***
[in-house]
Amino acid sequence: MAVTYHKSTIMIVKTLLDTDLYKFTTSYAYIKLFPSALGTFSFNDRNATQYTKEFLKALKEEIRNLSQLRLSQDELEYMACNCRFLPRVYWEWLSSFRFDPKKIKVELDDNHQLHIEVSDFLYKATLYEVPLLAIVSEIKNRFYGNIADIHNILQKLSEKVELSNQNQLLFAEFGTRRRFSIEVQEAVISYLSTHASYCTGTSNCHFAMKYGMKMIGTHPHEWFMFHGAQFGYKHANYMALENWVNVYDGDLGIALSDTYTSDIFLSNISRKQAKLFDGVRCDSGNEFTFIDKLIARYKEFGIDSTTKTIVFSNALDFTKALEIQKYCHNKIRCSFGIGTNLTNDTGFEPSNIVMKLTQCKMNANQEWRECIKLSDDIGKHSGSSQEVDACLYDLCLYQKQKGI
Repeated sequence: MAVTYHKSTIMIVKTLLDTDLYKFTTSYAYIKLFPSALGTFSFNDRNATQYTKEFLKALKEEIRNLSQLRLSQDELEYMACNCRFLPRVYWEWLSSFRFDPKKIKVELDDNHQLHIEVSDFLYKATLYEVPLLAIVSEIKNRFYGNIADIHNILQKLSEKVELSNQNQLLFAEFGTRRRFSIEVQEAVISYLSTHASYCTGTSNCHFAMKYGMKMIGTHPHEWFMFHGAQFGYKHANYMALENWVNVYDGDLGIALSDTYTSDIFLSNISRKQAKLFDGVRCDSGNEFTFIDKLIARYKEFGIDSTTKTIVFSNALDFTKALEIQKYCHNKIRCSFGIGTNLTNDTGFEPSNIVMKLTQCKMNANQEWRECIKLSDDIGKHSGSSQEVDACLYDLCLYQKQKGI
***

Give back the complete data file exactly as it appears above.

[in-house]
Amino acid sequence: MAVTYHKSTIMIVKTLLDTDLYKFTTSYAYIKLFPSALGTFSFNDRNATQYTKEFLKALKEEIRNLSQLRLSQDELEYMACNCRFLPRVYWEWLSSFRFDPKKIKVELDDNHQLHIEVSDFLYKATLYEVPLLAIVSEIKNRFYGNIADIHNILQKLSEKVELSNQNQLLFAEFGTRRRFSIEVQEAVISYLSTHASYCTGTSNCHFAMKYGMKMIGTHPHEWFMFHGAQFGYKHANYMALENWVNVYDGDLGIALSDTYTSDIFLSNISRKQAKLFDGVRCDSGNEFTFIDKLIARYKEFGIDSTTKTIVFSNALDFTKALEIQKYCHNKIRCSFGIGTNLTNDTGFEPSNIVMKLTQCKMNANQEWRECIKLSDDIGKHSGSSQEVDACLYDLCLYQKQKGI
Repeated sequence: MAVTYHKSTIMIVKTLLDTDLYKFTTSYAYIKLFPSALGTFSFNDRNATQYTKEFLKALKEEIRNLSQLRLSQDELEYMACNCRFLPRVYWEWLSSFRFDPKKIKVELDDNHQLHIEVSDFLYKATLYEVPLLAIVSEIKNRFYGNIADIHNILQKLSEKVELSNQNQLLFAEFGTRRRFSIEVQEAVISYLSTHASYCTGTSNCHFAMKYGMKMIGTHPHEWFMFHGAQFGYKHANYMALENWVNVYDGDLGIALSDTYTSDIFLSNISRKQAKLFDGVRCDSGNEFTFIDKLIARYKEFGIDSTTKTIVFSNALDFTKALEIQKYCHNKIRCSFGIGTNLTNDTGFEPSNIVMKLTQCKMNANQEWRECIKLSDDIGKHSGSSQEVDACLYDLCLYQKQKGI